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June 23, 2009
5:19 PM

CONTACT: Environmental and Religious Groups

Jay Johnson-Castro, Border Ambassadors, 830-734-8636 Matt Clark, Defenders of Wildlife, 520-623-9653, Ext. 2 Oliver Bernstein, Sierra Club, 512-477-2152 John Fanestil, United Methodist Church, 619-823-6223

Faith, Human Rights, Environmental Leaders Applaud Congressional Efforts to Restore Rule of Law in Borderlands

WASHINGTON - June 23 - Today, 27 members of Congress urged Secretary of Homeland Security Janet Napolitano to instruct U.S. Customs and Border Protection to comply with all laws if she proceeds with the final approximately 40 miles of border wall construction still slated for environmentally sensitive areas in California and Texas.

The REAL ID Act of 2005 gave the Secretary of Homeland Security -- an unelected official - the authority to waive any law in order to fast-track construction of infrastructure along our shared international border with Mexico. Bush administration Secretary of Homeland Security Michael Chertoff used this unprecedented authority five times, waiving more than three dozen cultural protection, religious freedom, public safety, and environmental laws.

"Ignoring laws to build walls has caused needless harm to families, communities, and wildlife," said Michael Degnan, Sierra Club's public lands representative. "We are heartened to hear members of Congress call on the administration to reinstate the rule of law to the borderlands, a simple act that would go a long way toward restoring responsibility to our border policy."

In today's letter, the 27 Representatives recognized the impacts of waiving laws at the federal, state and local levels, writing: "We believe damage that has occurred to community relationships and public lands is attributable, at least in part, to the haste with which construction has proceeded, the lack of compliance with laws and regulations, and the lack of consultation with property owners and land managers."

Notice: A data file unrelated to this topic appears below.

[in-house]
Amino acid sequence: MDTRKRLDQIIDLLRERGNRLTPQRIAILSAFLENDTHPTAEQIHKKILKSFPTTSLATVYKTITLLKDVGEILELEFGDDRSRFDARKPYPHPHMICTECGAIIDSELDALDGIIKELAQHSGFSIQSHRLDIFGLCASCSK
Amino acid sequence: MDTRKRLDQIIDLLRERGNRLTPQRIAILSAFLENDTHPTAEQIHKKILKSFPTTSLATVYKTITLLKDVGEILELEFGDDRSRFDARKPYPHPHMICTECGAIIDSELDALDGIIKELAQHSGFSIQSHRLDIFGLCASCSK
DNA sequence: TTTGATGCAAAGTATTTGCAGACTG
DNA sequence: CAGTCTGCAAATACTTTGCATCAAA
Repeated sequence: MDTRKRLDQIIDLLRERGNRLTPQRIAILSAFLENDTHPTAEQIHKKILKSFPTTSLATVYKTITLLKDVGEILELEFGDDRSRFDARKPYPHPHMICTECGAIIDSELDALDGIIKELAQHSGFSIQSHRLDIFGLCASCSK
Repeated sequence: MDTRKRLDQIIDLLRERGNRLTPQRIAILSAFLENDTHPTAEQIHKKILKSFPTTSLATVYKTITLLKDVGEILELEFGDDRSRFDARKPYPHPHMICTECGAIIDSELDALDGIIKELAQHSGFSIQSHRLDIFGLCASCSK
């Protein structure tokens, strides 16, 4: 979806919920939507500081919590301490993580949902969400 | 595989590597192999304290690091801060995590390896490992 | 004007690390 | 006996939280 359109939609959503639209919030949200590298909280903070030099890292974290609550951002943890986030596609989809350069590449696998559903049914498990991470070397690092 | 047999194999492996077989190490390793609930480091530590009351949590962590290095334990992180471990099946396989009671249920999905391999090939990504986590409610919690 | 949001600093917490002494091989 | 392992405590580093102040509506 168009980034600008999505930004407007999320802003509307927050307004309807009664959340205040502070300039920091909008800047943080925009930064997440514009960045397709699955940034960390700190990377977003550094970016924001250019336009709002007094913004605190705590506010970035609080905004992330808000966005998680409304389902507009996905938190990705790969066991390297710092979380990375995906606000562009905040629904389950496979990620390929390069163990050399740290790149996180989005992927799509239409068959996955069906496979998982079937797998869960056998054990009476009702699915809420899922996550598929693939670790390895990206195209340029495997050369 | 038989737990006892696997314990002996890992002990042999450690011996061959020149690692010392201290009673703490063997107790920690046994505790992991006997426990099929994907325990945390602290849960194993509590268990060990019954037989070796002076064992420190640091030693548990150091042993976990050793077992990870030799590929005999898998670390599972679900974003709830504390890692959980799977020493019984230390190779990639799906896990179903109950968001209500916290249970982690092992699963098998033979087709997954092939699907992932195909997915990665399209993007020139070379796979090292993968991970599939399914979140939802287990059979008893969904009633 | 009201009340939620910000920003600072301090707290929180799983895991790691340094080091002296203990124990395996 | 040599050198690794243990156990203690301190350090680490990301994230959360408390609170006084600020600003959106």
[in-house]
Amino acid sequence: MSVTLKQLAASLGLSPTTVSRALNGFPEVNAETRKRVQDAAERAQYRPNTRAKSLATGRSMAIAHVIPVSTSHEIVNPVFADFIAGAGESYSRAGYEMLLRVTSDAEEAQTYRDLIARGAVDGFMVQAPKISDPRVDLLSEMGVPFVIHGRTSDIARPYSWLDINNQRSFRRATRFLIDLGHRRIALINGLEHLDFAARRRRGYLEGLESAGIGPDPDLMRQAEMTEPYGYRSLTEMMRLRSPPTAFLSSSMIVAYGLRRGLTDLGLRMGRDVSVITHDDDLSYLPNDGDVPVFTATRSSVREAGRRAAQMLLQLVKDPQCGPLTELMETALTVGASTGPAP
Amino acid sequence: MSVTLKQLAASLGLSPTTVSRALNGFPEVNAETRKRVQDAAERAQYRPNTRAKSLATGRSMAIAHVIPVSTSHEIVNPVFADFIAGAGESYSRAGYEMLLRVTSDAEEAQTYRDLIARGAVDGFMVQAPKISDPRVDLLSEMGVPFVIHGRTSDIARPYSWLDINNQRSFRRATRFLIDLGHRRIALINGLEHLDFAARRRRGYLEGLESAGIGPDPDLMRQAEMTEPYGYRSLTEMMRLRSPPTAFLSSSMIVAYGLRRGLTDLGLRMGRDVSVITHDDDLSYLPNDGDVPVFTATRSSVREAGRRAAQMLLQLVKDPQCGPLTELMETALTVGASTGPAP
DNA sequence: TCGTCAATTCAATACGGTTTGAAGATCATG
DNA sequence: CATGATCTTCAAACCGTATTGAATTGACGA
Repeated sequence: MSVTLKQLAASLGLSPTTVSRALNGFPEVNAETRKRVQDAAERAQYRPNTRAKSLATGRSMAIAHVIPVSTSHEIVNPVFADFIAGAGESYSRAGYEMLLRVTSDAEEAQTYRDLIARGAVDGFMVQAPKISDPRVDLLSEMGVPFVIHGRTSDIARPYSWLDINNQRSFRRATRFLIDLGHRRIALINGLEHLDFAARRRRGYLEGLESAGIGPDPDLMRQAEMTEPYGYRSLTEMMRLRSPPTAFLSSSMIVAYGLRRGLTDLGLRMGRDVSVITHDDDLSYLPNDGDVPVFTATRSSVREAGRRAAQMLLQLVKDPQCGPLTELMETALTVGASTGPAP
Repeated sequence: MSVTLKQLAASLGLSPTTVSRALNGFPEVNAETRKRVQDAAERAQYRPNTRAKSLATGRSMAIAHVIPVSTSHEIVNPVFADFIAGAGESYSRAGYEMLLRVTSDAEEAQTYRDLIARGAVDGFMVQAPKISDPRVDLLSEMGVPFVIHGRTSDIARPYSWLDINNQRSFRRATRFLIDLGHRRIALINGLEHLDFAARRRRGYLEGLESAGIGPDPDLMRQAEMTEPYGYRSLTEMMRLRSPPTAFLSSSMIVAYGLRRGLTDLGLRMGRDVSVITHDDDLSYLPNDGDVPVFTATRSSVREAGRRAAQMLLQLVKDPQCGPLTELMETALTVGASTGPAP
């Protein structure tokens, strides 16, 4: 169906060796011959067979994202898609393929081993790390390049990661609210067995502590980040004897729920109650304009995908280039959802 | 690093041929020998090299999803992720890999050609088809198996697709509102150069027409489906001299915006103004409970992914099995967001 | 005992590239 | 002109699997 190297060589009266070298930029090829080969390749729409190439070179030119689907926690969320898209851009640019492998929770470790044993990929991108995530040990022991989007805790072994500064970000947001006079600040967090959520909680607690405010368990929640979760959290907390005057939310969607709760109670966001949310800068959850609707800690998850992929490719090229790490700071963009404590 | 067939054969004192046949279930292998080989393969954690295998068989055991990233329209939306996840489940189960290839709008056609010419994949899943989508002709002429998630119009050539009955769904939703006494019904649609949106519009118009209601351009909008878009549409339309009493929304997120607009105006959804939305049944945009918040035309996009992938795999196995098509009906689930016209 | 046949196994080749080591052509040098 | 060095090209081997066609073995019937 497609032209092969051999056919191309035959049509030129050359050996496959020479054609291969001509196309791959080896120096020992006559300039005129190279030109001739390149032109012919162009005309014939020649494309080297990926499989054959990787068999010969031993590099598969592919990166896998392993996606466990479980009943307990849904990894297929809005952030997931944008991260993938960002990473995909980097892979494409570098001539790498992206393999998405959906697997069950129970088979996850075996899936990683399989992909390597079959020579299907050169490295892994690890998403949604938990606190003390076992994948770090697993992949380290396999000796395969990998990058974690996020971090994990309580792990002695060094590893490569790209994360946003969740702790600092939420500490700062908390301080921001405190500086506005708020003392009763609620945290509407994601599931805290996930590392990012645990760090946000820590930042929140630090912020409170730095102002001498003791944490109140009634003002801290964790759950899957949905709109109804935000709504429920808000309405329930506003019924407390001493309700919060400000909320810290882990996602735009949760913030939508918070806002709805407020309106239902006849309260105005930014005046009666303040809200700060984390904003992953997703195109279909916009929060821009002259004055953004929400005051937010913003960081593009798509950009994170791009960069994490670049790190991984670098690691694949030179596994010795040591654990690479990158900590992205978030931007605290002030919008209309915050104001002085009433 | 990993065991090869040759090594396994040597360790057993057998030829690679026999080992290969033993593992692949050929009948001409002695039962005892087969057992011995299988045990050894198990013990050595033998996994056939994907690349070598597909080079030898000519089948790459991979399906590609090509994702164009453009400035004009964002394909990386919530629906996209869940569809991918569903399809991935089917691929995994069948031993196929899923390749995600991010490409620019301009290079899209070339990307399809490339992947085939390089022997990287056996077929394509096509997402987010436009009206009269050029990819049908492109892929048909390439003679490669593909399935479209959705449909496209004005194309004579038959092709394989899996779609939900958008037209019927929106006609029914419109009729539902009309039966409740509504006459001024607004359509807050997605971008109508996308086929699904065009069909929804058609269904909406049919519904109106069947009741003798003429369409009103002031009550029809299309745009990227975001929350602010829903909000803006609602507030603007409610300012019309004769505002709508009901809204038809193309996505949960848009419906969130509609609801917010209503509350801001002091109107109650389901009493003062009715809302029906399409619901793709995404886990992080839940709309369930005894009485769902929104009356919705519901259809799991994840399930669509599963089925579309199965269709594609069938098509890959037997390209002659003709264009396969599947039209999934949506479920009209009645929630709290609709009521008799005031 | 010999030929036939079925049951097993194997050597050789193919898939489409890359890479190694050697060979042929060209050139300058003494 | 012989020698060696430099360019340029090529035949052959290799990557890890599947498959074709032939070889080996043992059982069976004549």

In asking that the Secretary comply with all laws if additional border wall construction takes place, the members of Congress note that more "careful consideration now could save mitigation dollars later, as well as avoiding the type of impacts that will be difficult to mitigate at any cost."

A diverse group of organizations have applauded Rep. Bob Filner (D-CA) and his colleagues for taking a stand and urging action on this critical issue.

"I've seen nothing that even comes close to justify waiving laws in order to fast track border wall construction," said Congressman Bob Filner. "It concerns me that this has taken place in the past and I urge Secretary Napolitano to prevent further damage to our border communities, natural resources, and fragile wildlife habitat."

"We should not sacrifice bedrock democratic principles like ‘consent of the governed' and ‘representative democracy' at the altar of the border wall," said Reverend John Fanestil of the United Methodist Church. "Kudos to legislators working to restore due process and the rule of law on the U.S.-Mexico border."

Jay J. Johnson-Castro, Sr., founder and president of Border Ambassadors and executive director of the Rio Grande International Study Center, Laredo Community College, said: "For those of us who live here on the border, we feel like our part of the United States is not recognized as equal to the rest of the country. When over three dozen Congressional acts were waived, we lost the legal protections that the rest of the United States enjoys. Some call our borderlands the ‘deconstitutionalized zone.'"

"The controversy over walls and waivers is far from over, despite hundreds of damaging miles of walls already built in disregard of laws meant to safeguard our lands and resources," said Matt Clark, southwest representative for Defenders of Wildlife. "This is the time for President Obama and Secretary Napolitano to make a clear departure from the mistakes of the last administration and comply with the important laws enacted to prevent or minimize negative impacts to our wildlife and environment."

Learn more about Defenders' work on the border.



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